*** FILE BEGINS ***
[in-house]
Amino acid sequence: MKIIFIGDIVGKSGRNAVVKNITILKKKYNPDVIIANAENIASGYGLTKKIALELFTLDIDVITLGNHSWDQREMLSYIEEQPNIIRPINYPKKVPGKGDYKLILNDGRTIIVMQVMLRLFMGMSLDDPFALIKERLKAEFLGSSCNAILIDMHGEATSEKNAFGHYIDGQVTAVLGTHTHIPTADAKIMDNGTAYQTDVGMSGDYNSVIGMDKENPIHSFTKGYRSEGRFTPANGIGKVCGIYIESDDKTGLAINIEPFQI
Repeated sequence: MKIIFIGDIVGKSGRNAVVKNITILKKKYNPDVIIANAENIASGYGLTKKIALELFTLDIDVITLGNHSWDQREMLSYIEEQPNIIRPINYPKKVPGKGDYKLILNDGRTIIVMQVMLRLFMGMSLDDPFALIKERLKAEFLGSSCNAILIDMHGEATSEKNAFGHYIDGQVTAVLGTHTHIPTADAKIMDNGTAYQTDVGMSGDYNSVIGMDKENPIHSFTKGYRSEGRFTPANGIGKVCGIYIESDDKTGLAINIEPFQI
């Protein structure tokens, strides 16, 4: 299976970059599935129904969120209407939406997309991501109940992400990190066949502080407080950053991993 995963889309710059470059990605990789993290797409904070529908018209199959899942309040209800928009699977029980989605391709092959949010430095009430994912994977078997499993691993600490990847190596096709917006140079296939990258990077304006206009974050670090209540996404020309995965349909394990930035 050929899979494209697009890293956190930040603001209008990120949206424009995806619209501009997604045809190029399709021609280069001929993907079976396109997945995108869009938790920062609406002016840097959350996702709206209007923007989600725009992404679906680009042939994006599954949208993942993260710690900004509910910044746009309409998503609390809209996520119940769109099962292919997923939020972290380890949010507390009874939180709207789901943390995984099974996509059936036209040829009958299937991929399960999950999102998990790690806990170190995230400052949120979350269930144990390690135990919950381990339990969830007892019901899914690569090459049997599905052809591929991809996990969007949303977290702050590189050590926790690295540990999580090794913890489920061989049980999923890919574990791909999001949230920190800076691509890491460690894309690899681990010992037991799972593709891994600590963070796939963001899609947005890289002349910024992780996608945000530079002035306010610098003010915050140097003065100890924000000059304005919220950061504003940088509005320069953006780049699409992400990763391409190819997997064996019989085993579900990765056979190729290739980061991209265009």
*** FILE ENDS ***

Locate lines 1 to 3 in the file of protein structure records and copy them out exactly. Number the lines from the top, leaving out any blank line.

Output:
[in-house]
Amino acid sequence: MKIIFIGDIVGKSGRNAVVKNITILKKKYNPDVIIANAENIASGYGLTKKIALELFTLDIDVITLGNHSWDQREMLSYIEEQPNIIRPINYPKKVPGKGDYKLILNDGRTIIVMQVMLRLFMGMSLDDPFALIKERLKAEFLGSSCNAILIDMHGEATSEKNAFGHYIDGQVTAVLGTHTHIPTADAKIMDNGTAYQTDVGMSGDYNSVIGMDKENPIHSFTKGYRSEGRFTPANGIGKVCGIYIESDDKTGLAINIEPFQI
Repeated sequence: MKIIFIGDIVGKSGRNAVVKNITILKKKYNPDVIIANAENIASGYGLTKKIALELFTLDIDVITLGNHSWDQREMLSYIEEQPNIIRPINYPKKVPGKGDYKLILNDGRTIIVMQVMLRLFMGMSLDDPFALIKERLKAEFLGSSCNAILIDMHGEATSEKNAFGHYIDGQVTAVLGTHTHIPTADAKIMDNGTAYQTDVGMSGDYNSVIGMDKENPIHSFTKGYRSEGRFTPANGIGKVCGIYIESDDKTGLAINIEPFQI